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Old Sep 29, 2008, 10:10 AM   #1
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Just shot a weekend of youth soccer with a 30D and a rented 70-200 2.8 lens. I managed to get a few good shots (The blind squirrel analogy fits) but overall I'm not happy with the focus ona majorityof the shots.

I shot in shutter priority mode with the aperture varying but averaging in the 4.5 range (the sun was going in an out of clouds). I used servo focus and it didn't seem to lock on the main player which I tried to keep in the center of the frame. It would often pick a forward player or background player or even the crowd. I tried to shoot pretty wide open to keep the depth of field on the narrow side keeping the main subject in focus and blur out other distractions.

Any tips from you pros?
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Old Sep 29, 2008, 12:31 PM   #2
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A couple tips:

1. A common mistake is to try and shoot action too far away. 200mm is good for about 25 yards of coverage - not much at all for soccer. So if your subject is further away, expect poor results.

2. Shoot portrait orientation. With the exception of slide tackles or goalie dives 90% of the action is more vertical than horizontal. So, framing landscape usually leaves the image with a lot of uninteresting deadspace or non-interesting players on the left/right side.

3. When shooting in portrait - don't worry about the 25 yard rule - the easier rule to follow is: make sure your subject is filling 2/3 of the vertical frame. If they're not, zoom in ORthe action simply isn't close enough to your position - be patient until it is. This is the most important part of sports photography for beginners. No one likes the fact the subject has to be so close but it is still a fact. That's why people shooting soccer professionally are using 400, 500 and 600mm lenses. The rest of us have to be patient and wate for the action to get closer.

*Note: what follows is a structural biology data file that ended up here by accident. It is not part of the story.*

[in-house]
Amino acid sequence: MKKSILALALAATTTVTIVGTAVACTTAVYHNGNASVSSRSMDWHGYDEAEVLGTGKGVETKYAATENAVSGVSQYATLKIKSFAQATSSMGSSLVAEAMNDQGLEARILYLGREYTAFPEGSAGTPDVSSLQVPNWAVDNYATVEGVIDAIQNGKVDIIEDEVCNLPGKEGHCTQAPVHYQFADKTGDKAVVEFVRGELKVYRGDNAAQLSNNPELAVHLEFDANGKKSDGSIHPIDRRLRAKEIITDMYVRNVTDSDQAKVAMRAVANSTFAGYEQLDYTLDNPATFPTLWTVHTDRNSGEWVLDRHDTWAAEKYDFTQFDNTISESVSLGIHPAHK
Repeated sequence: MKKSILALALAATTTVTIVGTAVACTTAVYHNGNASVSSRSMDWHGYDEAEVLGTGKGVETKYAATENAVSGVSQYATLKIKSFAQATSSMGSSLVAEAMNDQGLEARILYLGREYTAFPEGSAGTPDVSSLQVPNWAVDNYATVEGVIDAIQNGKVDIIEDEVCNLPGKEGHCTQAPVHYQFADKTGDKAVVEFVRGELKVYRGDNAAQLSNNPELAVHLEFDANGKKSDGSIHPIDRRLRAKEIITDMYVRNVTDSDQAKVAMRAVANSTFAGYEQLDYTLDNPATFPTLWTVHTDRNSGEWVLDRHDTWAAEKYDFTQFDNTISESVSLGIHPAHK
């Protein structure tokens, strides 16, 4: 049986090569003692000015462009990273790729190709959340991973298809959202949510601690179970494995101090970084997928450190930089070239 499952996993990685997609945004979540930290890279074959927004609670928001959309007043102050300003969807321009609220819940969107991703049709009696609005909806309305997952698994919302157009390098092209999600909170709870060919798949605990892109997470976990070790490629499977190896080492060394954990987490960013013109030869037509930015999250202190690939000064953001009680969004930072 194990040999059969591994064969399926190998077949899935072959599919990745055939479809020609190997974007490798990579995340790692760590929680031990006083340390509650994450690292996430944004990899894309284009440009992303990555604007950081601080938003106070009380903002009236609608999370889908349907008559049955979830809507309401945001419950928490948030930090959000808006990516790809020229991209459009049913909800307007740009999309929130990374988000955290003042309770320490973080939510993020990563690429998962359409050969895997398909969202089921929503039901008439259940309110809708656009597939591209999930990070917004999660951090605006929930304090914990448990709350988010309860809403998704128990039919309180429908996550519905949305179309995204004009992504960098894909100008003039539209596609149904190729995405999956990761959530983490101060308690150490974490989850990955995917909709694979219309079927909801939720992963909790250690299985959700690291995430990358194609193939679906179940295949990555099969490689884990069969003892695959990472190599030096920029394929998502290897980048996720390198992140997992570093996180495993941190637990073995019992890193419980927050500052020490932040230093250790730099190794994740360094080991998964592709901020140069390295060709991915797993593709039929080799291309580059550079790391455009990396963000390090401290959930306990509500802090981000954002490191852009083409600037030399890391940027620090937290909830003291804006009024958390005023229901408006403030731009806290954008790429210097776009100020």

4. Select a single focus point. Given the layout of focus points and their technical ability on your camera that usually means the center point. That will keep the camera from focusing on the wrong thing. BUT, it means you need to keep the center focus point on the player. BUT, if you're following rule 3 above and the subject is filling 2/3 of the frame, keeping the center point on them isn't that difficult to do.


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Old Sep 29, 2008, 6:44 PM   #3
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John,

Thanks so much for your reply. I think my real downside in this session was in not choosing the center focus point. I understand your point about the 70-200 mot being a long enough lens. I was planning to add the 1.4 TC to it and since the 30D isn't full frame I thought that combination would work reasonably well and still allow me the opportunity to have a nice all purpose zoom.

Your suggestion to shootin portait mode is very interesting. I never thought of that. My intentwas to crop the keepers in a postprocess stepto whatever makes sense for the shot.

When I get home, I'll post a few of the better ones to see what others think.
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Old Oct 1, 2008, 2:29 AM   #4
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I posted sample photos in the post your pictures section under the sports category. I'm not sure if it's ok to post them here.
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